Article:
- Device Profiling and Policy Conformance — A critical capability of a CASB is the ability to understand the profile of the device that is requesting access. Based on policy conformance, access can be complete, partial or blocked. In addition, the CASB should be able to assess mobile device policy attributes, such as if the device is password protected, encrypted or jailbroken. It is not necessary that the CASB become a full mobile device management (MDM) provider, but it should be able to ascertain the device's profile and capabilities before enabling access and may be capable of basic device attribute provisioning such as certificates.
- Identity Services — There are several core identity services that a CASB should provide. At a minimum, the CASB should support the administration of identities and entitlements of users directly or via integration with an enterprise directory store. Coarse allow/deny authorization decisions should be supported — for example, blocking access to salesforce.com from unmanaged devices. As an option, more-granular authorization services are possible. CASBs should also provide support for alternative authentication options (including application or device certificates), regardless of the capabilities of each individual cloud service to accept a particular authentication method.
- In addition, the CASB should have the ability to map or transform a user's identity into whatever form the cloud service provider needs using security token translation services or via password vaulting, delivering the convenience of SSO for the user and improving corporate control over service access. User provisioning to provision/deprovision user identities into cloud-based services is also a possibility, but is less common. This requires support of the cloud service provider's APIs for the provisioning and deprovisioning of users, or the support of a provisioning standard, such as SCIM.3
- Auditing and Logging Services — This architecture of the CASB enables it to see all interactions between users and the service. These interactions can be logged and used for audit and compliance purposes. Successful and unsuccessful access attempts can be logged, as well as what cloud services were accessed and when. The enterprise should be able to control what is audited, and export the logs for use in enterprise log management, compliance and SIEM systems.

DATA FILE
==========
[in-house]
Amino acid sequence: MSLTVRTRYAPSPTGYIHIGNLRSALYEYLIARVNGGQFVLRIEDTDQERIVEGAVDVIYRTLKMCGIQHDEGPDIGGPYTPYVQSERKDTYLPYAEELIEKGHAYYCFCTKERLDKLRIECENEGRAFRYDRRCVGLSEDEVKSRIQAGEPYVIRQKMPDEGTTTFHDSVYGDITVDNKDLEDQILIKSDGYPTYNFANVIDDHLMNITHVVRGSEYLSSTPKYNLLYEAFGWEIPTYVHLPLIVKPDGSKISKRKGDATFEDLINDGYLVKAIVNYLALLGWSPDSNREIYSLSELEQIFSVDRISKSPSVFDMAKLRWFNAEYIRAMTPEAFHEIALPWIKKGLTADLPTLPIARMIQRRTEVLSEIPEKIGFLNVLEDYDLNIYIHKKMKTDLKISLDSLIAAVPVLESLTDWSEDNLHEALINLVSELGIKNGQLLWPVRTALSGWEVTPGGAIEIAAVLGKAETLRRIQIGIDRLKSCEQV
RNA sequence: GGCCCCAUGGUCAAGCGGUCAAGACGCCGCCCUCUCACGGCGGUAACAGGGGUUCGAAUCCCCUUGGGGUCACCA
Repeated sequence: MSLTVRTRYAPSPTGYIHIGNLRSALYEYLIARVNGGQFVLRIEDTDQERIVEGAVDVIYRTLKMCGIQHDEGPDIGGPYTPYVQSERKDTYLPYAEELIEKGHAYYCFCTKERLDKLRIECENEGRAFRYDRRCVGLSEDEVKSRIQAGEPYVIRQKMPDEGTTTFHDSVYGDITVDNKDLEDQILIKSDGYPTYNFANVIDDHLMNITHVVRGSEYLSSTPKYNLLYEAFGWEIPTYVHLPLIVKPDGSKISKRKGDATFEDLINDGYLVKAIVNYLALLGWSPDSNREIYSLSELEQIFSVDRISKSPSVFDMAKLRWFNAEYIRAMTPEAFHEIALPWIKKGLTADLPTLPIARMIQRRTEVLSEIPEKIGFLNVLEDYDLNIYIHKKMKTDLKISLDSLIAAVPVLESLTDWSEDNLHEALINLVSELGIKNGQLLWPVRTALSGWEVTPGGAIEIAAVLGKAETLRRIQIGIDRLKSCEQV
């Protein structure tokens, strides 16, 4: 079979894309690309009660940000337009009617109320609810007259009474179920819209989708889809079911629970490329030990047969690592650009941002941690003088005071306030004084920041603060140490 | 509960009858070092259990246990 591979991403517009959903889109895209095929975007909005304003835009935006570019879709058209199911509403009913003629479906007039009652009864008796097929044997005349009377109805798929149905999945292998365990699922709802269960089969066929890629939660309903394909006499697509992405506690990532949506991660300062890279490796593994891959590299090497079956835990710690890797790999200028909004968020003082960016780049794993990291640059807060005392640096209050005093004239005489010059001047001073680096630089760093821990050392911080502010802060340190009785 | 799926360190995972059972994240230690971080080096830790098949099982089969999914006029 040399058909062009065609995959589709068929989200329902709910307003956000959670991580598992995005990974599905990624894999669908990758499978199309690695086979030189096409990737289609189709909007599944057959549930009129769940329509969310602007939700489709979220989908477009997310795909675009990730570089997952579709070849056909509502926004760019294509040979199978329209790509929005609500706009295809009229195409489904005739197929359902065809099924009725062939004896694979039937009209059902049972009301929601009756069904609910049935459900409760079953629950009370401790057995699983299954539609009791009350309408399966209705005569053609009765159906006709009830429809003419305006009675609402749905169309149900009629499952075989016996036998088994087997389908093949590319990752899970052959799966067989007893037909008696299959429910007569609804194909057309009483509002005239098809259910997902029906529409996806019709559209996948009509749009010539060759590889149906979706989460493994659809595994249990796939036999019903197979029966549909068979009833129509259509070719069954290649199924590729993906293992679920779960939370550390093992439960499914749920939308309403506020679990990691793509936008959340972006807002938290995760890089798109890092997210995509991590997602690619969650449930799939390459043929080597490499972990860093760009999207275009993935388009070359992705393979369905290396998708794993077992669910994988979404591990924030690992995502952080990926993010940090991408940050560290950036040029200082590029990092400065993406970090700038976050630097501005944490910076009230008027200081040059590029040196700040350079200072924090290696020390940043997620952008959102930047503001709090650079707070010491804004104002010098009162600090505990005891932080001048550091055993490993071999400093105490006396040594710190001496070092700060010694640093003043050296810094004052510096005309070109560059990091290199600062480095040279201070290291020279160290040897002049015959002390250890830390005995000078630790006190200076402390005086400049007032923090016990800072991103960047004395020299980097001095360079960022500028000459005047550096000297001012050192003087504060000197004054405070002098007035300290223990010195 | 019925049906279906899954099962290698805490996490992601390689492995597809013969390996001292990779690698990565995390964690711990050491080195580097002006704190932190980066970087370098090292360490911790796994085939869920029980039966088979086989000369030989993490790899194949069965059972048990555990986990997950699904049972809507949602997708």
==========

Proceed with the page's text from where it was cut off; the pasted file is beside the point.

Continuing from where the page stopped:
- Encryption Services — By supporting encryption capabilities and key management, CASBs offer a way to secure
sensitive enterprise data stored in the cloud so that it is protected from viewing
by other tenants of the SaaS infrastructure and from SaaS administrators. However,
CASB-based encryption is a complex issue, and there are multiple ways this might be
- In its simplest form, the CASB can look for file attachments within the cloud conversation stream. The file can be intercepted, encrypted and then sent to the cloud provider as an encrypted attachment, but may break a cloud search (see Note 3).
- Alternatively, CASBs may provide a cloud encryption gateway (typically a proxy at the application level), which performs encryption, tokenization or on an item-by-item basis as data flows through the proxy. The encrypted or tokenized data can then be stored in a cloud-based SaaS application, such as salesforce.com.5 Cloud encryption gateways typically provide a choice of various encryption and tokenization (see Note 4) algorithms, depending on the strength of protection required and how much format preservation is necessary. However, this approach is SaaS-specific, so adapters will be needed for each SaaS application to be protected.6
- In either of these approaches, it is imperative for the CASB to offer multiple options for the storage and management of the encryption keys. These include on-premises-based options, where the enterprise maintains direct control of the keys and support for hardware-based key management solutions.